The Houston Astros' season finally just got interesting — and a little controversial.
With Wandy Rodriguez on disabled list, the Astros are going bold, rather than safe, boring and staid. The team is calling up 20-year-old pitching prospect Jordan Lyles to make his Major League Baseball debut Tuesday night in Chicago.
If Lyles stays in the rotation and there are no rainouts, his second start would come June 5 in San Diego and his home debut would happen June 11 vs. the Atlanta Braves, giving that Saturday night game a sudden boost.
Lyles is the top prospect in the Astros organization — the only player in Houston's farm system who is ranked among the top 50 prospects in baseball. In many ways, he is the only hope the Astros have to bring some juice to Minute Maid Park this season.
There was some thought that Lyles pitched well enough in spring training to deserve a spot in the Astros' rotation at the start of the season. The club held back on the fast promotion. But with Lyles having gone 3-1 with a 2.00 ERA in his last seven Triple A starts, there will be no more waiting.
While the high-powered new ownership group of Jim Crane has not officially taken over the franchise yet (sources continue to tell CultureMap that the likely handover date will be June 28th), Lyles personifies the hope that Team Crane hopes to build on. A former small college All-American pitcher himself at the University of Central Missouri, Crane clearly values pitching first and foremost.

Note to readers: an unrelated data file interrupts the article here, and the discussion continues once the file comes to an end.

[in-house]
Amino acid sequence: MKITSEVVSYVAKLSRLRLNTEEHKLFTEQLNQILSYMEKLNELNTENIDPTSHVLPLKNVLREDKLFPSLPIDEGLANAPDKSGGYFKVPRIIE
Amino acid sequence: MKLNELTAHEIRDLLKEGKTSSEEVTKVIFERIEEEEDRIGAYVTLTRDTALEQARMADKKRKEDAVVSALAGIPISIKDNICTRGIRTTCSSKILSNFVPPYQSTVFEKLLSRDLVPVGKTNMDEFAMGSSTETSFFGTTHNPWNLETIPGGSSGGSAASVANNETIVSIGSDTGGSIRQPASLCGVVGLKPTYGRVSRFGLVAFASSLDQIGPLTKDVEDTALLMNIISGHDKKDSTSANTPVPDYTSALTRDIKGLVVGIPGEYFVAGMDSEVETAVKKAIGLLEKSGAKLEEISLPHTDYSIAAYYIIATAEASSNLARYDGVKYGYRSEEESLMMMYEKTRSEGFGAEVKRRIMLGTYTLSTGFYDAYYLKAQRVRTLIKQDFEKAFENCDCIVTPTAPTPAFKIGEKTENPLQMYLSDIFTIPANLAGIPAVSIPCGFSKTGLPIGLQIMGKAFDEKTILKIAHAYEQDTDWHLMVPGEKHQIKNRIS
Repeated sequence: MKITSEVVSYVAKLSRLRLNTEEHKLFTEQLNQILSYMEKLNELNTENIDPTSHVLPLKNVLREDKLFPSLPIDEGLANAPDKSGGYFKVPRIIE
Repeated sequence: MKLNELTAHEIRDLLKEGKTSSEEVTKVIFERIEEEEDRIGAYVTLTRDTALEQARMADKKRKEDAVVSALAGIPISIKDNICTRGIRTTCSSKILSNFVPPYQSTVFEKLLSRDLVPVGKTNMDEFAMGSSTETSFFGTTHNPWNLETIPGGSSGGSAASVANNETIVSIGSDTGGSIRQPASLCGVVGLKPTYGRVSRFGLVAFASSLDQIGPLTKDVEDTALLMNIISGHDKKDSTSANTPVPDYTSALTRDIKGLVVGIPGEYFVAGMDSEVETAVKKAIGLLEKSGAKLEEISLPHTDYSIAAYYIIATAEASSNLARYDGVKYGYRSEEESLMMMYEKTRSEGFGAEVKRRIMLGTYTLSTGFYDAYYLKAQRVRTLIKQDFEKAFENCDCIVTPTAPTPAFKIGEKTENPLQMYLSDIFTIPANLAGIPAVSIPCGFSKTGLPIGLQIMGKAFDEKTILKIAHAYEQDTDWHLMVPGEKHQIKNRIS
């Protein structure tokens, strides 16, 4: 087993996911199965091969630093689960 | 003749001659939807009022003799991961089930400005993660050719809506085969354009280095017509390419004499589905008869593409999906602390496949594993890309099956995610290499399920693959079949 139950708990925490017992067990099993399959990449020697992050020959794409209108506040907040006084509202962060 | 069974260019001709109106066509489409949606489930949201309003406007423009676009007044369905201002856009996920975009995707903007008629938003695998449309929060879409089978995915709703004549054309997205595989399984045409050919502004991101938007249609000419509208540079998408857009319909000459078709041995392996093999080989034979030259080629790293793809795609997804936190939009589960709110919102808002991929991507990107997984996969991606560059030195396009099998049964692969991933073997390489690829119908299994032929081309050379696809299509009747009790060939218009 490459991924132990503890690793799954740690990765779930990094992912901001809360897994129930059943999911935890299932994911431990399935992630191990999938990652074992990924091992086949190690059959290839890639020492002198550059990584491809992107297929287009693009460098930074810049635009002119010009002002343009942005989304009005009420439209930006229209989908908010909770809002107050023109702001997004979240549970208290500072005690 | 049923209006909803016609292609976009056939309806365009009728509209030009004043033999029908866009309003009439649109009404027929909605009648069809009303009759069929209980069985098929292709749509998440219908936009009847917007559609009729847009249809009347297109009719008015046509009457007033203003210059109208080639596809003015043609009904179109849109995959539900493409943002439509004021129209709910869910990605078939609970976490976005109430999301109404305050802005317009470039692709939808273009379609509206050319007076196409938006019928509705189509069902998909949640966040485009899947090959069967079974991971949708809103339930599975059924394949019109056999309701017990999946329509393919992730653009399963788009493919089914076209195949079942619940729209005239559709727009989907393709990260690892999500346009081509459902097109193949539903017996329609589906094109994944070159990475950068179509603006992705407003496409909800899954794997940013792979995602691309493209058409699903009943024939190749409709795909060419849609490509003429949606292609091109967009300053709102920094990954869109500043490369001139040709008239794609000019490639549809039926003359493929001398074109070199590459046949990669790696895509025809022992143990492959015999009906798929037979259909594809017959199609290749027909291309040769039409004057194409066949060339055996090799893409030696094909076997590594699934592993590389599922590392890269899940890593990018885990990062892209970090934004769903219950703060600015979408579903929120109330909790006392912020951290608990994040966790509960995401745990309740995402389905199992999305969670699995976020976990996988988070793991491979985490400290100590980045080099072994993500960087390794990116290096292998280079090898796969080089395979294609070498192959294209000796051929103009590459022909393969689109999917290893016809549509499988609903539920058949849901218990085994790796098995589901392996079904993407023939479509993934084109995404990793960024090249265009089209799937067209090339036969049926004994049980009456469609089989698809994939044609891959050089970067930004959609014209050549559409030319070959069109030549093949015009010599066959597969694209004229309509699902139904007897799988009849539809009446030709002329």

"I do know if you can keep the other team from scoring, you have a good chance of winning," Crane quipped to CultureMap in a side interview after his official introductory press conference. "I look at what the San Francisco Giants did in the playoffs last year. They were just dealing, shutting teams down. They didn't have the world's greatest offense and they didn't need it.
"No one has to tell me how important pitching is."
Despite Lyles success in Triple A, bringing a 20-year-old up to the Majors still raises a red flag in some quarters of baseball and the move wasn't exactly anticipated by many. The Houston Chronicle wrote a story on Friday telling fans to not expect Lyles to be called up.
It turns out the Astros are following a different script, a bolder one with higher potential rewards — and higher risks. By starting Lyles' career on the road, the club can claim that this is purely a baseball move, rather than one designed to sell tickets.
Lyles doesn't have one overpowering pitch. His fastball clocks in the low nineties, his curveball will never be mistaken for Clayton Kershaw's. Instead, Lyles' command and mound presence is what excites baseball people.
And like Kershaw — who's now emerged as one of the best pitchers in the National League — Lyles will make his MLB debut at age 20.
Is he ready? Doesn't matter. The Astros are ready to see.
For more details, stay tuned to CultureMap for more updates on this story.